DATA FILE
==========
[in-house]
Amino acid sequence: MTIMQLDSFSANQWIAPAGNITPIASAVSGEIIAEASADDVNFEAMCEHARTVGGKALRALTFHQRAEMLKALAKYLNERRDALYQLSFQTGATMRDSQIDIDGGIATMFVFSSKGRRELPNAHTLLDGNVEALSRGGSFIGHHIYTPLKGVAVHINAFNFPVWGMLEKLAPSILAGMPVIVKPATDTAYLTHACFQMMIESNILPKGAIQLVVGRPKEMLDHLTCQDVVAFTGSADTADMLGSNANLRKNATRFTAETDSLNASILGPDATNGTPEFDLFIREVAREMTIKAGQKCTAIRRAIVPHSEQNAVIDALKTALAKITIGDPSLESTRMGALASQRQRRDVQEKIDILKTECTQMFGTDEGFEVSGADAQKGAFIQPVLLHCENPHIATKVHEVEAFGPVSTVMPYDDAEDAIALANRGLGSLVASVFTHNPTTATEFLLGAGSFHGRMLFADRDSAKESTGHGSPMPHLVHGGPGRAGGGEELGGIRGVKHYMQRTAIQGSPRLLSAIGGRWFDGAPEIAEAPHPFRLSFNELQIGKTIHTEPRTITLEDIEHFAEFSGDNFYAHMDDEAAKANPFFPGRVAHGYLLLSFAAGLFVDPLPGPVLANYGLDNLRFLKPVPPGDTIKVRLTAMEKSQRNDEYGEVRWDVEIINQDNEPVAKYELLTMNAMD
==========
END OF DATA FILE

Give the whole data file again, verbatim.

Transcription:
[in-house]
Amino acid sequence: MTIMQLDSFSANQWIAPAGNITPIASAVSGEIIAEASADDVNFEAMCEHARTVGGKALRALTFHQRAEMLKALAKYLNERRDALYQLSFQTGATMRDSQIDIDGGIATMFVFSSKGRRELPNAHTLLDGNVEALSRGGSFIGHHIYTPLKGVAVHINAFNFPVWGMLEKLAPSILAGMPVIVKPATDTAYLTHACFQMMIESNILPKGAIQLVVGRPKEMLDHLTCQDVVAFTGSADTADMLGSNANLRKNATRFTAETDSLNASILGPDATNGTPEFDLFIREVAREMTIKAGQKCTAIRRAIVPHSEQNAVIDALKTALAKITIGDPSLESTRMGALASQRQRRDVQEKIDILKTECTQMFGTDEGFEVSGADAQKGAFIQPVLLHCENPHIATKVHEVEAFGPVSTVMPYDDAEDAIALANRGLGSLVASVFTHNPTTATEFLLGAGSFHGRMLFADRDSAKESTGHGSPMPHLVHGGPGRAGGGEELGGIRGVKHYMQRTAIQGSPRLLSAIGGRWFDGAPEIAEAPHPFRLSFNELQIGKTIHTEPRTITLEDIEHFAEFSGDNFYAHMDDEAAKANPFFPGRVAHGYLLLSFAAGLFVDPLPGPVLANYGLDNLRFLKPVPPGDTIKVRLTAMEKSQRNDEYGEVRWDVEIINQDNEPVAKYELLTMNAMD